WASHINGTON (WUSA) -- Metro is willing to take some of the blame for the crash on the Red Line in 2009 that left 9 people dead and injured dozens more. This would be the first time the agency has publicly admitted any fault in the crash. But taking the blame isn't a quick process and it's not a cheap process.
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There's a memorial on the New Hampshire Avenue overpass overlooking the crash site, but let's talk about one: Ana Fernandez. We remember at a memorial last summer each of her 6 children broke down in tears as they spoke about their mother, their only surviving parent. Each of those children have filed a wrongful death suit against Metro.
The Washington Examiner says Metro, along with three equipment manufacturing companies, filed documents in DC District Court stating that they are prepared to admit to some liability at the four remaining trials. According to the Examiner, the filing is an effort to avoid the cost and exposure of a lengthy trial.
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Seven of the nine death cases along with several injury cases related to the crash have already been settled.
There's no work on payouts but Metro says its $5 million insurance deductible will cover those costs. It also says Metro riders won't necessarily be paying for cash settlements, but riders are paying for safety improvements thought recent fare hikes.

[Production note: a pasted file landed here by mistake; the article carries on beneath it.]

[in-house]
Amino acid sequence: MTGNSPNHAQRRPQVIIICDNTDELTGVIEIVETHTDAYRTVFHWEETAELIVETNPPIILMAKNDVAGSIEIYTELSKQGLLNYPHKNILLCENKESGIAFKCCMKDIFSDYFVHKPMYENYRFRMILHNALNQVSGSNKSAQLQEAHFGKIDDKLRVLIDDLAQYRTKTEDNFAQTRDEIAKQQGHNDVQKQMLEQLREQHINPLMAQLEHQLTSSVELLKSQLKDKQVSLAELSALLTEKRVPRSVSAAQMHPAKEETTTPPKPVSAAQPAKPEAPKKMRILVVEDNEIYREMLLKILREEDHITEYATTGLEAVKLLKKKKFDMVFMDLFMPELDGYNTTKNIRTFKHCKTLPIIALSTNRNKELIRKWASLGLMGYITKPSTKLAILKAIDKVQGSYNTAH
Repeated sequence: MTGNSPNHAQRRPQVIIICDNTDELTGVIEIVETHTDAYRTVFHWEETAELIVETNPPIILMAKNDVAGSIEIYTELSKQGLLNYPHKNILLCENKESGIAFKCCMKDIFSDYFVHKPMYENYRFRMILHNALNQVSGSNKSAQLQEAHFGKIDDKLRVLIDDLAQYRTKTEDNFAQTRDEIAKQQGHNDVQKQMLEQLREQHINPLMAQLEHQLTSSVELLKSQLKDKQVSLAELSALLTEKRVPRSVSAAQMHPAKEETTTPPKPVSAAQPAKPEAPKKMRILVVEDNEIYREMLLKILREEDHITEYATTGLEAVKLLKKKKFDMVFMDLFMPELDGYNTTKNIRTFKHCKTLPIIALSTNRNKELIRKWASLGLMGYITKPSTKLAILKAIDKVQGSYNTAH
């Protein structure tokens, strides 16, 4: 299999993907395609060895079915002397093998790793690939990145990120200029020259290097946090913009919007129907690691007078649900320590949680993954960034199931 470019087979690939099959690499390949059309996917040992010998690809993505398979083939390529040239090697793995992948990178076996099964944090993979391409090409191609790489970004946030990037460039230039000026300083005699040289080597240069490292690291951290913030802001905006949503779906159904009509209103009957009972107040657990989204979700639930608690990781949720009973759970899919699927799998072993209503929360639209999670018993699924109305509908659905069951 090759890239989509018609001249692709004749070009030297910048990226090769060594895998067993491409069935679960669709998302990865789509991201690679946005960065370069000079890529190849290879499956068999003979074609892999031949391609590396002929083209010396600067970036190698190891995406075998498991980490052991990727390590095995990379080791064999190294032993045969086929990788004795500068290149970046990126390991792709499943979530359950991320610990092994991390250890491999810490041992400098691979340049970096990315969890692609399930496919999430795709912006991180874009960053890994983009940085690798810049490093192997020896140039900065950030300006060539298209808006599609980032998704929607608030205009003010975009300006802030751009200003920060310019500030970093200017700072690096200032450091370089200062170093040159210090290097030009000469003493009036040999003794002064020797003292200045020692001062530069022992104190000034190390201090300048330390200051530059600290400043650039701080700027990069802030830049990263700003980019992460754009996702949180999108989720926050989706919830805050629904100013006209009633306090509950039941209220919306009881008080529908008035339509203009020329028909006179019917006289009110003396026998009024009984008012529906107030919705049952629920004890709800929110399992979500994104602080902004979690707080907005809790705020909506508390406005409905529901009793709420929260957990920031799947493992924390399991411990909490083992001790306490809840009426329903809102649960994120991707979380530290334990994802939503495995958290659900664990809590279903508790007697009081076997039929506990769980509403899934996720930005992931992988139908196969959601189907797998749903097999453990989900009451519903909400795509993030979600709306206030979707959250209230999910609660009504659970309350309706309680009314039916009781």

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Since the crash, Metro has changed management and worked with the National Transportation Safety Board to improve safety. Many measures have been taken so far but those outdated, unsafe series of rail cars like those involved in the 2009 crash will not be completely replaced until next year.
Metro is also running all trains on manual mode, which allows the conductor more control. You may remember that the trains in the deadly 2009 crash were on automatic mode and when the conductor of the second train tried to brake unfortunately that brake did not work.
Watch Delia Goncalves' video above for more details.
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